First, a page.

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U.S. Journalist Barred from Russia, Troops Clash on Kyrgyz-Tajik Border

Plus, a high-profile defection weakens Bulgaria’s ruling Socialists and a Minsk musical celebrates Hugo Chavez.

by Ioana Caloianu, Ky Krauthamer, and Karlo Marinovic 14 January 2014

1. Cold War echoes as Russia bans U.S. journalist Satter


david satterDavid Satter
In what the Guardian calls the first expulsion of a U.S. journalist from Russia since the Cold War, reporter and author David Satter has been officially banned from entering the country.


Satter was informed of the decision last month when he traveled from Moscow to Kyiv to reapply for a Russian visa. According to the Guardian, a Russian diplomat read him a statement that said, “The competent organs have decided that your presence on the territory of the Russian Federation is not desirable. You are banned from entering Russia.”


In a statement quoted by the UK daily, Russia's foreign ministry accused Satter of “a flagrant violation” of migration rules – waiting five days before converting his initial entry visa into a multi-entry visa – and barred him from the country for five years.


The 66-year-old journalist had been working as an adviser and contributor to Radio Free Europe’s Russian service since September. A former Financial Times correspondent in Moscow and author of three books on modern Russia, he was also working on a new book.


He told the Guardian he didn’t know why he had been refused re-entry but suspected it may be connected with his 2003 book Darkness at Dawn: The Rise of the Russian Criminal State, which was reprinted in Russia last year. The book supports the theory that Russian security forces carried out a string of deadly apartment bombings in 1999 and blamed them on Chechen terrorists to fire up support for a new invasion of Chechnya. Vladimir Putin ordered a new offensive against the de-facto independent Chechen republic soon after becoming president that year.


The U.S. Embassy in Moscow lodged a diplomatic protest against Satter’s expulsion, Radio Free Europe reports, citing Kevin Klose, the news service’s president. The U.S. Congress-funded organization stopped radio broadcasts in Russia two years ago to comply with a Russian law on the foreign ownership of radio broadcasters, and has since been available only on the Internet.


Satter, now in London, told the Guardian that the manner of his expulsion suggested the hand of Russian security services. “This is a formula used for spies,” he said. “To apply it to a journalist is something I have not seen in nearly four decades of writing and reporting on Russia. It is indicative that they consider me, for whatever crazy reasons, to be a security threat.”


2. Bishkek, Dushanbe trade accusations after Ferghana Valley border clash


Kyrgyzstani and Tajikistani authorities have been exchanging accusations over a recent clash at the volatile and poorly marked border between the two countries.


Tajikistan’s Foreign Ministry accused Kyrgyzstan of provoking the 11 January skirmish that left several border guards from both countries wounded, Asia-Plus reports. The ministry said the clash broke out when workers protected by border guards on the Kyrgyzstan side started work on a road that passes through Tajikistani territory.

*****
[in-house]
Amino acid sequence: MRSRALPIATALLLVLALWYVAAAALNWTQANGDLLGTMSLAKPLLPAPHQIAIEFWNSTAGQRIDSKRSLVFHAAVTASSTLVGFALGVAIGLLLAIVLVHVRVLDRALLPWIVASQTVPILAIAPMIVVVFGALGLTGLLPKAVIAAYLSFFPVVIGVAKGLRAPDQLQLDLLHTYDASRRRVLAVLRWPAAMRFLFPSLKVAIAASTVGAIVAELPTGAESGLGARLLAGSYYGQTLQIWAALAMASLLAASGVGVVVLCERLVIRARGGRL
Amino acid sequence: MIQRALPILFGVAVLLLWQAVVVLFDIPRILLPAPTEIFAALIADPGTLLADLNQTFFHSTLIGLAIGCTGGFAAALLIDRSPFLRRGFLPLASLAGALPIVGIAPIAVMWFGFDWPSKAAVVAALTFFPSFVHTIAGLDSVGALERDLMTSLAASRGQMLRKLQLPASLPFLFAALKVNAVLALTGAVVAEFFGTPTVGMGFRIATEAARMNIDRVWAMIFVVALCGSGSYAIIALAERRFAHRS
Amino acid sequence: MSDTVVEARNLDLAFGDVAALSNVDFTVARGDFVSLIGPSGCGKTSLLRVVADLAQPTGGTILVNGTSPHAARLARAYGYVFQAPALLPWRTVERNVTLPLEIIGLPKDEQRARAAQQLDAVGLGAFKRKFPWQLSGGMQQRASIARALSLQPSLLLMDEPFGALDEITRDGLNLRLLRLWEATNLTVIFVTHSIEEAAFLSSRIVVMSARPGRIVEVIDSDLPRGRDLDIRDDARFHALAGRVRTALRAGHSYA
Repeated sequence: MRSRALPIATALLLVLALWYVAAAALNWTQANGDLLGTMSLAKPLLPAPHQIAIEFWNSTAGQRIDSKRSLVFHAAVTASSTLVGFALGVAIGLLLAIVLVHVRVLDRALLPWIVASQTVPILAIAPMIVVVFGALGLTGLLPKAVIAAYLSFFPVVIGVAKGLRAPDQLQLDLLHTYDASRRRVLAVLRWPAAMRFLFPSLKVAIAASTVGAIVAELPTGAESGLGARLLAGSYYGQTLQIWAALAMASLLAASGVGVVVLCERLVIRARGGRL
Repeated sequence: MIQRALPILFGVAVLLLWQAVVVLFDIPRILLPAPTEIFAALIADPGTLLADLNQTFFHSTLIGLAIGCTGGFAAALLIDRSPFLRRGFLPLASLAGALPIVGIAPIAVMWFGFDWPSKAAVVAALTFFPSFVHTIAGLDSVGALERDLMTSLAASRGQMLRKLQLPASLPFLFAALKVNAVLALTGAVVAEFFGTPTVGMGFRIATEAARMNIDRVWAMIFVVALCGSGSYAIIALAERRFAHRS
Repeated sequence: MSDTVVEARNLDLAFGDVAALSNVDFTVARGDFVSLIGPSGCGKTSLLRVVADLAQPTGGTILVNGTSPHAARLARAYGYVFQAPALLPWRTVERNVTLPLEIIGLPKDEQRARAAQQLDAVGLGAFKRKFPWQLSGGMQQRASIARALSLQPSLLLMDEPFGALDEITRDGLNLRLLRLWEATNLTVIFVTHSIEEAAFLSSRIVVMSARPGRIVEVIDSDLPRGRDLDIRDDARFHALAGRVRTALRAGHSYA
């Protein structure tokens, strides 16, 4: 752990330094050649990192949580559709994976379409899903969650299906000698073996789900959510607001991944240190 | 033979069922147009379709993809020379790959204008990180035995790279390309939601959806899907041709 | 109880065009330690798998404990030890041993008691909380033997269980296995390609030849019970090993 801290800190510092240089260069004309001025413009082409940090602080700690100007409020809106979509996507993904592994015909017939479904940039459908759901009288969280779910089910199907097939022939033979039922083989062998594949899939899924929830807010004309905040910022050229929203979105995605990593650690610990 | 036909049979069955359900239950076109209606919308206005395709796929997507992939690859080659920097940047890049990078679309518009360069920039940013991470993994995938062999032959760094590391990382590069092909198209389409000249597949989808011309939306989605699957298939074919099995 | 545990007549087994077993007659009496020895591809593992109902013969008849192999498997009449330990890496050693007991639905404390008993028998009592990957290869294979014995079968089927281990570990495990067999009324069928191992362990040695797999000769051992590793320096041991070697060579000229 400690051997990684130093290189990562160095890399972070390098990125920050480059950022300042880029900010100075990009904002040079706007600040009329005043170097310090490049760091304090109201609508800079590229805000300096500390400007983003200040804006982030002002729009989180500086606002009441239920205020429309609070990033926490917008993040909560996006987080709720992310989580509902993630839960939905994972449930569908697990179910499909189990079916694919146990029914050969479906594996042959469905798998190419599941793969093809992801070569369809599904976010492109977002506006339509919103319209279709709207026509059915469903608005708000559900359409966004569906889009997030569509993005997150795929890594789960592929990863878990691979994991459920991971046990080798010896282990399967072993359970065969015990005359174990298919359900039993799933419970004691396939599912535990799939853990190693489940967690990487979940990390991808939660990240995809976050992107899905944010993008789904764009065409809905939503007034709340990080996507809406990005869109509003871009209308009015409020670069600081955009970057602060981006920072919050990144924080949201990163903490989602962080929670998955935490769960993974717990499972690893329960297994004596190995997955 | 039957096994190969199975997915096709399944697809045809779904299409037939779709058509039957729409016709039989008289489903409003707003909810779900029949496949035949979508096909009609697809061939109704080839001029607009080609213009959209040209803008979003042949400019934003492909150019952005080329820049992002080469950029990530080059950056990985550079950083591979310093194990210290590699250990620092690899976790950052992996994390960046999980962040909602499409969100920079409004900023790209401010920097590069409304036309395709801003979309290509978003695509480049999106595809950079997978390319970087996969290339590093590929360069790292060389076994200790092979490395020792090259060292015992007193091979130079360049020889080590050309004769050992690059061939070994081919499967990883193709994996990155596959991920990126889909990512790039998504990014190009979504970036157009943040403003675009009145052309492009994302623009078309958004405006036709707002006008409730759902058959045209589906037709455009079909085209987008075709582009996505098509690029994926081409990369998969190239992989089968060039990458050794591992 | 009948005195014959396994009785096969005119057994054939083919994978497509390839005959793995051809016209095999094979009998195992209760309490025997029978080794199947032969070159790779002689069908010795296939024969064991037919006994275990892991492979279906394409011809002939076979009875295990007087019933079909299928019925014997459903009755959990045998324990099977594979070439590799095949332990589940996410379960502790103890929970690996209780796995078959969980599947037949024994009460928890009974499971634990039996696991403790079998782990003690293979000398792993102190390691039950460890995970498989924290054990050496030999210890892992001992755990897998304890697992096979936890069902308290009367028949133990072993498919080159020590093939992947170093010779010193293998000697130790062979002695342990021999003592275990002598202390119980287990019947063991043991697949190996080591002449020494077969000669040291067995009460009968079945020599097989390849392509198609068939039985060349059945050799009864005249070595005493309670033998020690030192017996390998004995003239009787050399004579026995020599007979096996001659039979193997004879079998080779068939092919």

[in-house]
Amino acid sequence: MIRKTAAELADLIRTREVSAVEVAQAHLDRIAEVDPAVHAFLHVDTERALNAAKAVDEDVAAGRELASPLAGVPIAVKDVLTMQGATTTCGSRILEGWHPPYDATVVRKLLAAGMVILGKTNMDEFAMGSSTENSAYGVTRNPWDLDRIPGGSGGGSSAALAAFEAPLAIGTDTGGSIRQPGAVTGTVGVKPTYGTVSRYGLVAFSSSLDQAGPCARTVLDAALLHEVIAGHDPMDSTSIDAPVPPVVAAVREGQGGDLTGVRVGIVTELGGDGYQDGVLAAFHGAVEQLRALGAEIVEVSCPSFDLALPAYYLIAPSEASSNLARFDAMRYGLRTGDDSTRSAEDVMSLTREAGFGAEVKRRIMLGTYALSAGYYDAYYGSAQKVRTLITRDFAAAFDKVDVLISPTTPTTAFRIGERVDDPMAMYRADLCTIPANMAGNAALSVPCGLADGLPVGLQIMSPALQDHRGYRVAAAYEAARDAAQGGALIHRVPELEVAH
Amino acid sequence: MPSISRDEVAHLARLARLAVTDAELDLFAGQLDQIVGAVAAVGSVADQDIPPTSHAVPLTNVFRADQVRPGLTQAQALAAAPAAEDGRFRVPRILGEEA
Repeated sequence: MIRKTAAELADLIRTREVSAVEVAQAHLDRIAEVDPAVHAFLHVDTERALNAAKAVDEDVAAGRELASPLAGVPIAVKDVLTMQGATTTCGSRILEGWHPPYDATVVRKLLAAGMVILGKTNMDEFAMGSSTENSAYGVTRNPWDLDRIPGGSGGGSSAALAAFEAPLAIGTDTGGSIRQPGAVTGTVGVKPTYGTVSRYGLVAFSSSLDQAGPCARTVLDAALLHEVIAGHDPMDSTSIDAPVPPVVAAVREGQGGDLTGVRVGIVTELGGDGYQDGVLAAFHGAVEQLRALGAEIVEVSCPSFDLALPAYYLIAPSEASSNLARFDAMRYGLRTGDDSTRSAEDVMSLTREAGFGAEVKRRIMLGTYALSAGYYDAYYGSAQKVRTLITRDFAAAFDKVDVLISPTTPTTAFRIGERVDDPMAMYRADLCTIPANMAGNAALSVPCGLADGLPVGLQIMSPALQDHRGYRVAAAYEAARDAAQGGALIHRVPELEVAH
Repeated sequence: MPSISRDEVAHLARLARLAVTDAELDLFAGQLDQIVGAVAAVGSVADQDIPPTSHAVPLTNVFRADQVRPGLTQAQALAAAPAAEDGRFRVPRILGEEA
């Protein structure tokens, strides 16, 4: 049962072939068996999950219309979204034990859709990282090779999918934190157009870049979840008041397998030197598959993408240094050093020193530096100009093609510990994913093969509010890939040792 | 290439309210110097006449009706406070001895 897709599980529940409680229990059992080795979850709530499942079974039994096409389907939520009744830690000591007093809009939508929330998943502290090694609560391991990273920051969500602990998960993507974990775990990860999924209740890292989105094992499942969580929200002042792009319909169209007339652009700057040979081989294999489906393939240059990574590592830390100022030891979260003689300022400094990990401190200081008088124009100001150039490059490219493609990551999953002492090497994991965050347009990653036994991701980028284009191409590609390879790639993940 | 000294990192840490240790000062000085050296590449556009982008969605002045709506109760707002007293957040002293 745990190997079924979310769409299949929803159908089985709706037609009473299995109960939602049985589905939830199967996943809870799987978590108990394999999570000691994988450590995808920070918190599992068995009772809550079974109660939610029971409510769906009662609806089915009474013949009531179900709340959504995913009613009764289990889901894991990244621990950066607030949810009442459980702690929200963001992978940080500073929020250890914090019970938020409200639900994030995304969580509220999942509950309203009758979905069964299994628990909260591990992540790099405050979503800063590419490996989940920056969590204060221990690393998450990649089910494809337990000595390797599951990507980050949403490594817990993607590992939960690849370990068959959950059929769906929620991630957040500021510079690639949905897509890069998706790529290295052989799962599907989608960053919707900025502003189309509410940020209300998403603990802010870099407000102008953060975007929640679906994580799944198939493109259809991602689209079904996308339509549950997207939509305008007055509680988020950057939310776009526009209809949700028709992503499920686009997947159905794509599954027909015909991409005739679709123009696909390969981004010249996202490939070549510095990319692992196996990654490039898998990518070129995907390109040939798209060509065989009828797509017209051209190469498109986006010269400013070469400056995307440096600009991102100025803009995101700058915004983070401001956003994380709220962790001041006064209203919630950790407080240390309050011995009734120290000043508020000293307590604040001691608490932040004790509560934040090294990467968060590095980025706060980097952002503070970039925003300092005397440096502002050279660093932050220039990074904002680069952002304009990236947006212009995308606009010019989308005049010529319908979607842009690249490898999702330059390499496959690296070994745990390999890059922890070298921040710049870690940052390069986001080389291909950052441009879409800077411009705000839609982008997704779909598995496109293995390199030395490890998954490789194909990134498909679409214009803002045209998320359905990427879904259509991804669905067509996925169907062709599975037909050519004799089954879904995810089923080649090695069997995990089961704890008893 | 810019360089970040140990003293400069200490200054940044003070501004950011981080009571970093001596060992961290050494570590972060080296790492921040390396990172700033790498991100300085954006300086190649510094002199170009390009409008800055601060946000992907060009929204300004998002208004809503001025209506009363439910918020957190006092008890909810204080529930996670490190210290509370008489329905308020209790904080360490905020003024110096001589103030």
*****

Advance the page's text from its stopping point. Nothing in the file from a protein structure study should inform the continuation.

Bishkek sought to pin the blame on the Tajiks, reports. On 12 January, according to an AKIpress story, Kyrgyzstan’s deputy prime minister, Tokon Mamytov, claimed the incident was planned by Tajikistan.


Since the collapse of the Soviet Union, the Ferghana Valley has been the scene of frequent confrontations over the existence of several enclaves belonging to Kyrgyzstan, Tajikistan, and Uzbekistan. The part of the valley where the 11 January incident broke out resembles “a jumble of twisted and undefined borders shared by three post-Soviet successor states,” EurasiaNet writes. One local resident told the website in 2012, “We don’t have a border. Whoever is Kyrgyz is a citizen of Kyrgyzstan. Whoever is Tajik is a citizen of Tajikistan.”


The latest incident was unusual because troops from both sides were involved, EurasiaNet says. Tajikistan has so far not responded to Kyrgyzstani claims that it used mortars to attack a dam and an electricity substation during the clash.


3. Internal rivals deliver one-two punch to Bulgaria’s ruling Socialists


The defection of a prominent left-wing Bulgarian politician from the ruling Socialists may signal fissures in the party, EurActiv reports.


Georgi ParvanovGeorgi Parvanov
On 13 January, European Parliament member Ivailo Kalfin said he would step down as chairman of  the Socialists’ delegation in Brussels, amid reports he would join the revived party of former President Georgi Parvanov.


Kalfin, a former foreign minister and deputy prime minister, was a key figure in the run-up to Bulgaria’s EU accession in 2007 and lost a surprisingly close presidential election to Rosen Plevneliev in 2011, EurActiv writes.


The Socialists under Prime Minister Sergey Stanishev hold power thanks to a fragile coalition and the tacit support of the far-right Ataka (Attack) party. Kalfin wrote on his blog that this compromise was the main reason for his decision to leave the Socialist grouping, according to EurActiv. He is now expected to run under the banner of Parvanov’s party in May’s European elections.